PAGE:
Bulletin of the World Health Organization 2011; 89:
Charles Penn (editorial) Future perfect? Improving preparedness through the experiences of the influenza A (H1N1) 2009 pandemic (p470)
Roundtable debating the issues
Peter Doshi The elusive definition of pandemic influenza pp532-538
Daniel J Barnett Pandemic influenza and its definitional implications (p539),
Luc Bonneux &Wim Van Damme Health is more than influenza (pp539–540),
Heath Kelly The classical definition of a pandemic is not elusive (pp540–541),
Nick Phin Living forwards, understanding backwards (pp541–542) and
Angus Nicoll Planning for uncertainty: a European approach to informing responses to the severity of influenza epidemics and pandemics (pp542–544)
This collection of article is intended to clarify the issues that arose, during the 2009 pandemic around definitions of the pandemic term, both in a theoretical and practical way. This Public Health Development from ECDC describes some of the background and complex events in approximately chronological order. In 2009, governments throughout the world mounted responses to the 2009 A(H1N1) pandemic. These efforts were on the premise that pandemic and seasonal influenza potentially required different management and responses.(1) The Director General of the World Health Organization (WHO), followed the actions dictated by the International Health Regulations and acted on the advice of a global emergency committee selected from experts nominated by member states, declared the confirmed outbreak of novel A(H1N1)2009 influenza to be a ‘pandemic’ in June 2009.(1) As indeed it was according to the long standing definition in the Dictionary of Epidemiology “an epidemic occurring worldwide, or over a very wide area, crossing international boundaries and usually affecting a large number of people” (2).
Later some persons, mostly new to influenza issues, suggested that the declaration of a ‘pandemic’ was only because WHO had changed its own definition of a pandemic and that this was bowing to commercial pressures.(1) Concern was increased by WHO’s decision to withhold publication of the names of its H1N1 advisory Emergency Committee until the pandemic was declared over in August 2010. In response, WHO denied having changed any definitions and defended the scientific validity of its decisions, citing ‘numerous safeguards’ for handling potential conflicts of interest. Doshi suggests in his article that both parties are partially correct, and to resolve it he proposes a re-evaluation of the way in which emerging threats should be defined, taking into account that the simple act of labelling a disease can have enormous social, economic and political implications. Doshi’s article indicates how easy it was for people to confuse description with definition of a pandemic. WHO’s Pandemic Preparedness homepage had contained statements about how an influenza pandemic could resulting in enormous numbers of deaths and illness and that less informed readers had then assumed that therefore all pandemics would result in such mortality. This process of perhaps over-stating the risk has been described as risk advocacy by Thomas Abraham.(3) Dr Fineberg, independent chairman of the WHO-appointed International Health Regulations (IHR) Review Committee which evaluated WHO’s response to the 2009 influenza A(H1N1) pandemic – identified the ‘definition of pandemic influenza’ as a critical element in his committee’s review.(1)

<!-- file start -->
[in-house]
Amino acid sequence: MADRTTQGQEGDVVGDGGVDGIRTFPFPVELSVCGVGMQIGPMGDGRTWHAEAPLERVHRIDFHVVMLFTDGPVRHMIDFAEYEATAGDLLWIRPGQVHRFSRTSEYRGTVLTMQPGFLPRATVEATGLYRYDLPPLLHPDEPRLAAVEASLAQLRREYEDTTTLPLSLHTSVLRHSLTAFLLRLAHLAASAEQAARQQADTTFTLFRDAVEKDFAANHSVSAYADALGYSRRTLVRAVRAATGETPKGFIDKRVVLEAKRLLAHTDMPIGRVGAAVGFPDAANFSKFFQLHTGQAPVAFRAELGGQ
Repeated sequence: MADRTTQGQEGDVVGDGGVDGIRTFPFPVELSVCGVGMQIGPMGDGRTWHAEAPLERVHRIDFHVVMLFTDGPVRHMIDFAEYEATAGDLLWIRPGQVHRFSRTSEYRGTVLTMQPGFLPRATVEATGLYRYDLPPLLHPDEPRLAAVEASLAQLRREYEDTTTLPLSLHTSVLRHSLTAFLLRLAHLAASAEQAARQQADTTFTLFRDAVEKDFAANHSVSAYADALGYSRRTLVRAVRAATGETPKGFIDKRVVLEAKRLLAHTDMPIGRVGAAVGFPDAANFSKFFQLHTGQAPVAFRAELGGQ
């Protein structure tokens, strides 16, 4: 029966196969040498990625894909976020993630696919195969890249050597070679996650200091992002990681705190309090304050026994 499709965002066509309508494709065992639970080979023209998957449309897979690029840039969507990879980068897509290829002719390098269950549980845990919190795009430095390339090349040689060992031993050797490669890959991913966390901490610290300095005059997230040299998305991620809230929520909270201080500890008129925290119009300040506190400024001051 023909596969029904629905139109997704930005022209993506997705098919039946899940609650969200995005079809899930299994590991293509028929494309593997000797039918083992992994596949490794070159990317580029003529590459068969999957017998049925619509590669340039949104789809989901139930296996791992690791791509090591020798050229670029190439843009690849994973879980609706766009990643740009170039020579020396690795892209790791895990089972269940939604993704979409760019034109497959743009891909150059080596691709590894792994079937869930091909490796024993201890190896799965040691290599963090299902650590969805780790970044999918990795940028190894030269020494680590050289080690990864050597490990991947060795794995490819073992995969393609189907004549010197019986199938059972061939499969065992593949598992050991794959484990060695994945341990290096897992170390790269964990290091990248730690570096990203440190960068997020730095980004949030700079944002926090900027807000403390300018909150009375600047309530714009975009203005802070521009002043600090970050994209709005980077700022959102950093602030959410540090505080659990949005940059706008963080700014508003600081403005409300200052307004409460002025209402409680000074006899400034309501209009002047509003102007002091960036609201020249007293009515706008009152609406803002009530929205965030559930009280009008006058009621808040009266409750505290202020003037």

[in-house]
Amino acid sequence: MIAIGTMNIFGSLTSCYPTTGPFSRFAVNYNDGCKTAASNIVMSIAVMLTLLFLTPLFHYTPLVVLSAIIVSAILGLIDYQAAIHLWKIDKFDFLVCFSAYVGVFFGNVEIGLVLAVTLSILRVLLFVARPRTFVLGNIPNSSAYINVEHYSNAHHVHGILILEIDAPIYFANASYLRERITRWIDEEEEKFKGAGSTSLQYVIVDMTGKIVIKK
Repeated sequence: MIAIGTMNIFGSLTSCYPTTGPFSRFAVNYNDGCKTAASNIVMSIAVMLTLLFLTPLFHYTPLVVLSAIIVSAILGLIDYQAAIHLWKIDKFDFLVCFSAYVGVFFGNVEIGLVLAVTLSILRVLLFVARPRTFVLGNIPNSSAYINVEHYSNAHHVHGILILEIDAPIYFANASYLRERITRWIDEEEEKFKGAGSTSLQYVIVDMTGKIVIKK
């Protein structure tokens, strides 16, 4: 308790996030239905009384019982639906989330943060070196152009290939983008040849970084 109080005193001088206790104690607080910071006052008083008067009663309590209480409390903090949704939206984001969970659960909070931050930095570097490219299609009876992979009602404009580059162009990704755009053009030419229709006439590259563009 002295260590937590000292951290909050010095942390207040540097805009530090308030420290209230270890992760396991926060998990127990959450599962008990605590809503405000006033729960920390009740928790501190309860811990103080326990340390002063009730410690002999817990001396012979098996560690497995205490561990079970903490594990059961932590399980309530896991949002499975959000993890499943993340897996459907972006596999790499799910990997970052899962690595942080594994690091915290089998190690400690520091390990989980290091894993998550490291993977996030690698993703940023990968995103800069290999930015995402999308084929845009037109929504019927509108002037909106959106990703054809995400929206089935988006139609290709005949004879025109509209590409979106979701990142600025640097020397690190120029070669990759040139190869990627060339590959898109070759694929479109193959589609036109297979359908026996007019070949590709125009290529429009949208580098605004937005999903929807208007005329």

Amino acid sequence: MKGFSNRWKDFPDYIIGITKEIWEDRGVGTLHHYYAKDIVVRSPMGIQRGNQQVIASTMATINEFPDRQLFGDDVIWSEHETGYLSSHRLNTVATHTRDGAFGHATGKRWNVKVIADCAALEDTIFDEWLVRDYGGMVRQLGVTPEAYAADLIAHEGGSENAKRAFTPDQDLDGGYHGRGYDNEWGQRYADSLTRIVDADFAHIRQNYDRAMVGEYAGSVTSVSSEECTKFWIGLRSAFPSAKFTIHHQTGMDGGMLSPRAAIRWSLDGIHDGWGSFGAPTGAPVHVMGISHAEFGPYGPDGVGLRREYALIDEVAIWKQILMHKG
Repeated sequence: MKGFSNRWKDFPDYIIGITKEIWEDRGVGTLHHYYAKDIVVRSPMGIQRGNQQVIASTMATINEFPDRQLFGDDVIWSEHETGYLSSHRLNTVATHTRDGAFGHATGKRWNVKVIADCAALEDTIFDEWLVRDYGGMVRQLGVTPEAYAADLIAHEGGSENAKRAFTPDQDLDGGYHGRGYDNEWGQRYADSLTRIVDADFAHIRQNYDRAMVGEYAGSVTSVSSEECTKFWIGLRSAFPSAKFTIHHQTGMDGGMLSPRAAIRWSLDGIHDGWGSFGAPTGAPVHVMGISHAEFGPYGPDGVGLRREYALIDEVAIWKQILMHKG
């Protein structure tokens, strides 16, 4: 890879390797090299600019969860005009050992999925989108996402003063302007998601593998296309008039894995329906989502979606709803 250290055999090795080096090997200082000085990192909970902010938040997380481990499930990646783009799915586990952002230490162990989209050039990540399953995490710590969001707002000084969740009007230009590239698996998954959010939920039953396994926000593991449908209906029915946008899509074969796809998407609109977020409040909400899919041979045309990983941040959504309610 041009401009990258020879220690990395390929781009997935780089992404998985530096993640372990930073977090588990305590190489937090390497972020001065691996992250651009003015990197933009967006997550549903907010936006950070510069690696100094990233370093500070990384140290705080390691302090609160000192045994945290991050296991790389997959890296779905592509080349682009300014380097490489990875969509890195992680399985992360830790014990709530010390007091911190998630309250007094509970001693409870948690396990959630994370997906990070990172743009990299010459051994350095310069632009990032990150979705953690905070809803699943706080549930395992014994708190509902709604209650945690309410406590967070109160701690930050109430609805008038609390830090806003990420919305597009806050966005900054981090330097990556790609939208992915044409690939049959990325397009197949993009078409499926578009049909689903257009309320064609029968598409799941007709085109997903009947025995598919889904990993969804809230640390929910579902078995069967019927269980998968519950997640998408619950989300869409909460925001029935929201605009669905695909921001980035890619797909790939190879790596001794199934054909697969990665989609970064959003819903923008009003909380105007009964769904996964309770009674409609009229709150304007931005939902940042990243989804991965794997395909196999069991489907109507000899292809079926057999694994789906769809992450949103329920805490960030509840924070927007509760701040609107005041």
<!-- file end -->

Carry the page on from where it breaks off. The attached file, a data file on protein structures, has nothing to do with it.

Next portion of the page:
In the final report of the review released on the 5th May 2011, the Fineberg committee faulted WHO for ‘inadequately dispelling confusion about the definition of a pandemic’ and noted WHO’s ‘reluctance to acknowledge its part in allowing misunderstanding’. Doshi also notes that none of the influenza preparedness guidelines - first developed in 1999 and revised in 2005 and 2009 - contain what could be considered a formal WHO definition of a pandemic and that WHO’s six-point pandemic phase determinations did not correlate with clinical severity but rather the international spread and the risk of disease occurrence. The Fineberg report recommends that WHO ‘develop and apply measures that can be used to assess the severity of every influenza epidemic’, while noting that ‘assessing severity does not require altering the definition of a pandemic to depend on anything other than the degree of spread’ (1). Finally the article by ECDC indicates a way this is being done in Europe.(4)
1) WHO Report of the Review Committee on the Functioning of the International Health Regulations (2005) and on Pandemic Influenza A (H1N1) 2009 (Fineberg Report) Final submitted to the World Health Assembly 2011 http://apps.who.int/gb/ebwha/pdf_files/WHA64/A64_10-en.pdf
2) Last J. A dictionary of epidemiology (4th Edition) Oxford University Press 2001.
3) Abraham T, The Price of Poor Pandemic Communication. BMJ 2010 http://www.bmj.com/cgi/section_pdf/340/jun09_2/c2952.pdf
4) Nicoll A. Planning for uncertainty: a European approach to informing responses to the severity of influenza epidemics and pandemics Bull WHO 2011; 89: 542–544.